How do “scratch-‘n’-sniff” cards work?

Dear Cecil:

The other night I went to see John Waters's movie Polyester, filmed in Odorama, which enables you to smell certain, ah, unique fragrances periodically via a "scratch-n-sniff" card. I was hoping you might be able to explain to me the principles of "scratch-n-sniff." How does it work and how can I make my own? I have some interesting Christmas card ideas.

Cecil replies:

I’ll bet you do, you deve. The basic S&S process, called Micro-Fragrance Coatings, was invented years ago by the 3M Company, and is intended for the transmission of happy fragrances such as daffodils and buttercups, and not some evil reek such as you and your weirdo friends are likely to come up with. Which is not to say that, in my younger days, the same idea wouldn’t have occurred to me.

Smell, to begin with the basics, is a matter of molecules dislodging themselves from a substance’s surface and finding their way into your nose. To get something’s smell on paper, its molecules, or a lab-bred facsimile of same, must be distilled into a sort of perfume (i.e., a highly volatile liquid) that is insoluble in water. Then 3M emulsifies the liquid, which essentially means they dump it into a giant Waring blender and whomp the bejeebers out of it. Since oil and water don’t mix, we end up with millions of tiny bubbles of essence suspended in liquid. By means of a magical proprietary process that 3M has sworn me never to reveal, the bubbles are then conveyed into a plastic goo, which can then be used like ink and printed onto (preferably) some sort of stiff card stock with a modified printing press. When the plastic carrier dries, the bubbles of liquid are trapped inside until you scratch (the card, I mean), whereupon they break open and become smellable.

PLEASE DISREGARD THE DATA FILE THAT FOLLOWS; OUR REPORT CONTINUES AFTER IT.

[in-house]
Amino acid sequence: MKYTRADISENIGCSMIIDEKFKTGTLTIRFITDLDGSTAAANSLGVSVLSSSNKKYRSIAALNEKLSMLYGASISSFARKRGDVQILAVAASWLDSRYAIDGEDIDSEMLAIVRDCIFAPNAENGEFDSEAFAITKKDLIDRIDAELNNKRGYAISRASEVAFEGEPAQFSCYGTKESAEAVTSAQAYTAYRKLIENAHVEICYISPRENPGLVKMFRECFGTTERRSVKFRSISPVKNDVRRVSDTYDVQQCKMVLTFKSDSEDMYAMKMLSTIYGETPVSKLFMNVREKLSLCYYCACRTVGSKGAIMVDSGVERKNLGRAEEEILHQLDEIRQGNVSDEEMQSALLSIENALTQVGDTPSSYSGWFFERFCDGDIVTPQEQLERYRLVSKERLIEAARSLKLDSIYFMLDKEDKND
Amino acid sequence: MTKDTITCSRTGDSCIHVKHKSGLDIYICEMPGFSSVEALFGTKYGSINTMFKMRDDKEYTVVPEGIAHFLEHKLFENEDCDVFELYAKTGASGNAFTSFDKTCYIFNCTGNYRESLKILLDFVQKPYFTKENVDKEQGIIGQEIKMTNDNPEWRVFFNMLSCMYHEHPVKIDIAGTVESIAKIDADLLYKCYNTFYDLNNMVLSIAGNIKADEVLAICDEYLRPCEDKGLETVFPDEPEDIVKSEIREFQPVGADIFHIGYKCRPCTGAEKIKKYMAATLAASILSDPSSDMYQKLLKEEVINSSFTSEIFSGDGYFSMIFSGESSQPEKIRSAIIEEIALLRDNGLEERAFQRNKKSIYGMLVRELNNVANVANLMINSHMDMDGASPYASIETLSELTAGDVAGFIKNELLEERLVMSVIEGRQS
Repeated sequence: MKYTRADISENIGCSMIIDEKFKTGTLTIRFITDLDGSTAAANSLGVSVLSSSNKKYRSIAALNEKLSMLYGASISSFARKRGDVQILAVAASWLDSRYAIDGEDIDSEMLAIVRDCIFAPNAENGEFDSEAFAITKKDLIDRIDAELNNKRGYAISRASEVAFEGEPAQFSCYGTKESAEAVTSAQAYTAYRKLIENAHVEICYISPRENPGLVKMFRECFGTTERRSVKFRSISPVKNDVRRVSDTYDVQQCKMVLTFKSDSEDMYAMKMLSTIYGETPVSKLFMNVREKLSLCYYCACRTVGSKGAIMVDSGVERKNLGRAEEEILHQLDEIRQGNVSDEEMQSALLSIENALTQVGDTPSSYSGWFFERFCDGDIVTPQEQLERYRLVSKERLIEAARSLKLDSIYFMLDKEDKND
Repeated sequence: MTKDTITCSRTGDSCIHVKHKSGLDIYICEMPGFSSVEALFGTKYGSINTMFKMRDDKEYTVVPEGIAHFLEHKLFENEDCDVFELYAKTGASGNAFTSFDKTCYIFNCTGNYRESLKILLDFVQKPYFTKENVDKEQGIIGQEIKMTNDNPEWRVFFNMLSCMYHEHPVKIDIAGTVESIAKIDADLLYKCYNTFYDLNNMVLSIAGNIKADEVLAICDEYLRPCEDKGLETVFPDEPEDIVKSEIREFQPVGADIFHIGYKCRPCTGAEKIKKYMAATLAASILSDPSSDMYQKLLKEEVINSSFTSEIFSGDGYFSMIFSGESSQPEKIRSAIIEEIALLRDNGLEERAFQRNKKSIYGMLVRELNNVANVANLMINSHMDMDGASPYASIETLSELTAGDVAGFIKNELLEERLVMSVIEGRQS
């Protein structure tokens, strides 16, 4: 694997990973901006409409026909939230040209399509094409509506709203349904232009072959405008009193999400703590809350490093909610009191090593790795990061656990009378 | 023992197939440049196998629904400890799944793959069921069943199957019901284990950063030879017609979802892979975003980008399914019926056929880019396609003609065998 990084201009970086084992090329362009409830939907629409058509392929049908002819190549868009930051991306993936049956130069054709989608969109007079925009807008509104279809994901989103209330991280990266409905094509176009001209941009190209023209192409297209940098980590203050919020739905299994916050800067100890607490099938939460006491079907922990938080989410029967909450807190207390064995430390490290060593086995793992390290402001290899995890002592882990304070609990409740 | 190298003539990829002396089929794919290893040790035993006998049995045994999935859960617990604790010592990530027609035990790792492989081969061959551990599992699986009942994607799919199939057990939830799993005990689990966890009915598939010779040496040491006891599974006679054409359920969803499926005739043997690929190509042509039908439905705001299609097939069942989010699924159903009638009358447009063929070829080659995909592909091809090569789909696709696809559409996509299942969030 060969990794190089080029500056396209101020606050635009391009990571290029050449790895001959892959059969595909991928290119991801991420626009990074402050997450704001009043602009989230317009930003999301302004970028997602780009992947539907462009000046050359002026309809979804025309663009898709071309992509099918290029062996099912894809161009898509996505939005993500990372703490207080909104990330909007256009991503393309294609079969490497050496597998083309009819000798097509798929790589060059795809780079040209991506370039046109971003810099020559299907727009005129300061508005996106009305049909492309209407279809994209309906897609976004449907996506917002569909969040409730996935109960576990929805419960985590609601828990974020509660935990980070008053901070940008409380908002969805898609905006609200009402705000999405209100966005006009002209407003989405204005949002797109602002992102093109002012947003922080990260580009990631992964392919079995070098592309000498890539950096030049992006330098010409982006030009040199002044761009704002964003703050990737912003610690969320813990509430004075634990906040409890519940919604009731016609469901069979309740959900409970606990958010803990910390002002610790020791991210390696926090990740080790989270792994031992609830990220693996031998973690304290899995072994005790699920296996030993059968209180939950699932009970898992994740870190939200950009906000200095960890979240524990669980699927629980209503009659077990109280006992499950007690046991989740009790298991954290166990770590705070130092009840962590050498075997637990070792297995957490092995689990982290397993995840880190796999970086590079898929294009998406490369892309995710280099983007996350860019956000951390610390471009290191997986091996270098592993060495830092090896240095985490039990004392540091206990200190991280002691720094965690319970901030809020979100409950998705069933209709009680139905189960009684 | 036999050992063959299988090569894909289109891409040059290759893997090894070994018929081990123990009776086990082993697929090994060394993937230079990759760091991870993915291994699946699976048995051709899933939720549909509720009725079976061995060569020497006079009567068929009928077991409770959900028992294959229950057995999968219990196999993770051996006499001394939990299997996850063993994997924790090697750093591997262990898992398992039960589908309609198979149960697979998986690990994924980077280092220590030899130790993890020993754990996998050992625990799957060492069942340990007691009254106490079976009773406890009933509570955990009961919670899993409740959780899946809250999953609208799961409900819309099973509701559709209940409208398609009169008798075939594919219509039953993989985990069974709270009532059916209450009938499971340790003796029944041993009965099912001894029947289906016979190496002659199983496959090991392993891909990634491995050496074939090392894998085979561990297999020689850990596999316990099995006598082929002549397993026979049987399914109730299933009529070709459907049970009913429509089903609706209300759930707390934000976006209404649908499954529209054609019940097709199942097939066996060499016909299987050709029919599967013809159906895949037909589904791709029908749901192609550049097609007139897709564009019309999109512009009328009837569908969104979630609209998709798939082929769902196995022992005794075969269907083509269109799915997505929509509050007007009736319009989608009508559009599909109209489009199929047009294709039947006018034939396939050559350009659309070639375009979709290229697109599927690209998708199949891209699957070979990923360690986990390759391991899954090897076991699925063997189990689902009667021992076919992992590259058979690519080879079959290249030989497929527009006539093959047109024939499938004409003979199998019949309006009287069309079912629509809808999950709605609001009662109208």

A similar process is used to make carbonless copy paper, only the bubbles are filled with a special chemical instead of a fragrance. When you press down with your pen, the chemical is released from the back of the top copy and reacts with another chemical coated on the front of the second copy (got that?), producing the inky stuff that makes the copy.

The bubbles, you may be interested to know, are something like half a thousandth of an inch in diameter and there are roughly 50 million to the square inch, so this is not something you can whip up in the kitchen. 3M will be pleased to knock some out for you, though. All you have to do is buy enough for about 50,000 copies.

Send questions to Cecil via cecil@straightdope.com.

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